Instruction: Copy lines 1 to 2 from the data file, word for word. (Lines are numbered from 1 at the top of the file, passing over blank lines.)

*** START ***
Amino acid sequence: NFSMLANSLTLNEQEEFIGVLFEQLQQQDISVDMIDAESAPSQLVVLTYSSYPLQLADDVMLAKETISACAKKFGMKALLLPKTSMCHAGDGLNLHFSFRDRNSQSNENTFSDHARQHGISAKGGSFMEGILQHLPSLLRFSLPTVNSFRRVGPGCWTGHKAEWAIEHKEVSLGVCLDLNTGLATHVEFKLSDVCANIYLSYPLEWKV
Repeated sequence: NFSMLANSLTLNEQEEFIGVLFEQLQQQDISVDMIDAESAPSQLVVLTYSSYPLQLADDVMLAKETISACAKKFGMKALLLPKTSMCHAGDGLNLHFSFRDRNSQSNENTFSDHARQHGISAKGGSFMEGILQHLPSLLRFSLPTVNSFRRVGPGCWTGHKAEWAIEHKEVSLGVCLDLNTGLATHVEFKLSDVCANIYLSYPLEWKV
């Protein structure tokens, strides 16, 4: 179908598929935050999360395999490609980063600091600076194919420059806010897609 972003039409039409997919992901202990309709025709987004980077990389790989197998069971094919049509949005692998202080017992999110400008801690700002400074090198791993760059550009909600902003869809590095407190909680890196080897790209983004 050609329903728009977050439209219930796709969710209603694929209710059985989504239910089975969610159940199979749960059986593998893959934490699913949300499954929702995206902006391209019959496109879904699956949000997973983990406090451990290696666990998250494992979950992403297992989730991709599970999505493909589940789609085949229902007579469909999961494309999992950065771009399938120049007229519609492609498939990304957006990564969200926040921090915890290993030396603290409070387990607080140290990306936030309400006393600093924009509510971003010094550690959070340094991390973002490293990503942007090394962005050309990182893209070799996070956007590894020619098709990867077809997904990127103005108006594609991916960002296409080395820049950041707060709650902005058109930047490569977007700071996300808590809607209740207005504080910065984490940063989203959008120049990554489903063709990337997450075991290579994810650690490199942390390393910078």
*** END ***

Amino acid sequence: NFSMLANSLTLNEQEEFIGVLFEQLQQQDISVDMIDAESAPSQLVVLTYSSYPLQLADDVMLAKETISACAKKFGMKALLLPKTSMCHAGDGLNLHFSFRDRNSQSNENTFSDHARQHGISAKGGSFMEGILQHLPSLLRFSLPTVNSFRRVGPGCWTGHKAEWAIEHKEVSLGVCLDLNTGLATHVEFKLSDVCANIYLSYPLEWKV
Repeated sequence: NFSMLANSLTLNEQEEFIGVLFEQLQQQDISVDMIDAESAPSQLVVLTYSSYPLQLADDVMLAKETISACAKKFGMKALLLPKTSMCHAGDGLNLHFSFRDRNSQSNENTFSDHARQHGISAKGGSFMEGILQHLPSLLRFSLPTVNSFRRVGPGCWTGHKAEWAIEHKEVSLGVCLDLNTGLATHVEFKLSDVCANIYLSYPLEWKV